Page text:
Second: we’ve seen in the past few months Nvidia and Jensen Huang basically saying, “Look, our latest chip — we retooled it, and it’s 97% as good, and we’re still going to sell it to China, and we’re not going to lose a lot of sales.”
That’s not going to cut it five years from now — when the latest tech can’t squeeze past the 2022 export controls in a way that satisfies customers and creates globally competitive products. So, if and when that happens, that’s really when the rubber is going to hit the road on this. And Chinese firms are going to be pushed out into wanting to get their compute from outside China for the latest, greatest, most efficient, cheapest-to-run technology.
Rights and Responsibilities of Compute
Lennart Heim: Indeed. I think there’s also a new notion: more compute means more responsibility. The one who’s providing the compute needs to check what it’s being used for. And this is, in my opinion, a really interesting and important development.
We’ve seen over time: people first thought Facebook is just software, just a platform. But the more we moved onto it — well, it turns out Facebook is more than just a platform: you’re actually responsible what happens to our society because of this.
I think the next move is: well, it turns out you’re providing compute — which can be used for many, many good things and for many, many bad things — so you should bear responsibility for it. And if you think deeply about this, cloud providers are probably next.
One example is when AWS decided to shut down Parler. Amazon decided, “Actually, we are not doing this. This is not our type of platform. We’re shutting it down.”
I’m pretty excited about this general notion where compute means responsibility. This is the world we should live in right now. You should bear responsibility.
Chris Miller: What are the other examples we have — besides Parler — of that happening? Does AWS have a content advisory board or something that tells them?
Lennart Heim: There’s also the example of Silk Road.
I’m in Switzerland — they have a bunch of data centers here in bunkers, and they maintain lots of privacy. Well, it turns out that they’re running lots of tor and dark web and illegal drug platforms.
If you think about illegal websites, AWS and Microsoft Azure aren’t hosting them — they’re checking on them to see if you violate their platforms’ policies. Drug markets are one example where people are not excited about them and don’t want to affiliate with them. “But technically I’m just giving them FLOPs [floating-point operations] and some gigabytes, right?” But it turns out that those FLOPs and gigabytes will run some shady platform eventually.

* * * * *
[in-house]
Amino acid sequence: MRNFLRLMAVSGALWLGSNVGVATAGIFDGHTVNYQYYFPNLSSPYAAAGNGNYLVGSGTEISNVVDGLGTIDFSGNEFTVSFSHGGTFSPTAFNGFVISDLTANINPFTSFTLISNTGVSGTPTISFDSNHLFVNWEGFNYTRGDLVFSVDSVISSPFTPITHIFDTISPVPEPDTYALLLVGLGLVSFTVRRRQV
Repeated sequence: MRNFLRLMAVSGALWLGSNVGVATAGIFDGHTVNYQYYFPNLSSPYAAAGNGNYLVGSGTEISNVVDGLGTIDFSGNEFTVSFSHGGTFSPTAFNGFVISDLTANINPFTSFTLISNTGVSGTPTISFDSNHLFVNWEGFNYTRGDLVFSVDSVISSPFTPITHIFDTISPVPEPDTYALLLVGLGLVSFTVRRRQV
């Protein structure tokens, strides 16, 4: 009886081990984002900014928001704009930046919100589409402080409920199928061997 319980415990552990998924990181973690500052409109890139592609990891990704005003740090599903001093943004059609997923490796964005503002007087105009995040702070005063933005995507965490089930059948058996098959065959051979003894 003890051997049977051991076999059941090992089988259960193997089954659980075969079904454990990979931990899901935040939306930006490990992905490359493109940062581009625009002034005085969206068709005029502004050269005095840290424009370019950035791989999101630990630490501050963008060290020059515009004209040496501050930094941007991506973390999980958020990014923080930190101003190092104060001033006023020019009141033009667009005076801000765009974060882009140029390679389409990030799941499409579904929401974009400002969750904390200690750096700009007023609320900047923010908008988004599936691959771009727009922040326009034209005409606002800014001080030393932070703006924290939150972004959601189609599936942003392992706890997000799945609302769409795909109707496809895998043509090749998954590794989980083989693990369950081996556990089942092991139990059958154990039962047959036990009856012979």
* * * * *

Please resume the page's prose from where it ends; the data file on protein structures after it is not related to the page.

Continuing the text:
Stable Diffusion, in the future, might be misused for creating nudes or deep fakes. We’ve seen images of people being misused to create revenge porn. I would expect that AWS and others are not excited about hosting these, and I think they should not be hosting these. So those people should not be allowed to deploy those models.
That’s an example of where somebody uses machine learning models, needs to deploy them on a web server to run them at scale and efficiently — but it’s the usage which you’re not excited about.
Right now, we use Stable Diffusion to create lots of nudes and deep fake videos. But maybe there’ll be an example in the future where AWS or Microsoft Azure would say, “Nope, this is against our content policy” — which I would encourage them to do.
Jordan Schneider: It’s interesting because, the lower down the stack you go, the less folks have been stressed out about these sorts of things. Compute has been so far down that Nvidia has not thought about this sort of thing at all.
Meanwhile, the higher up you go and the closer you get to interfacing with people, the more that content policy comes into play. So for the recent history of the internet, this has been the job of consumer-facing platforms like Facebook, Google, and Twitter to draw the line. And going down to the Cloudflares and AWSs of the world, they have maintained for a long time, “Look — this is basically the problem of everyone else, and we’re not going to stress out about it.”
Though maybe the Trump era was a bit of a turning point for this — those down the stack started to draw circles smaller than what a Facebook or Twitter would draw. But I remember Cloudflare at one point was like, “We’re going to stop hosting neo-Nazi, KKK stuff.” Okay — but once you do that, there are lots of other bad things, and you don’t rate things on a scale of bad.
So I don’t know where Nvidia is going to draw the line. Is it going to draw the line at nuclear-bomb modeling, just WMDs they’re not cool with? Frankly I’d be surprised if they figured out a way to stop people, from a chip perspective, from doing revenge porn.
Next we discuss:
Lennart’s take on why cloud providers are ultimately the only entities which can assume responsibility for how their technology is used;
What AI policymakers can learn from regulatory models applied previously in other domains, like nuclear energy;
How sublinear scaling will challenge Moore’s Law in the near future.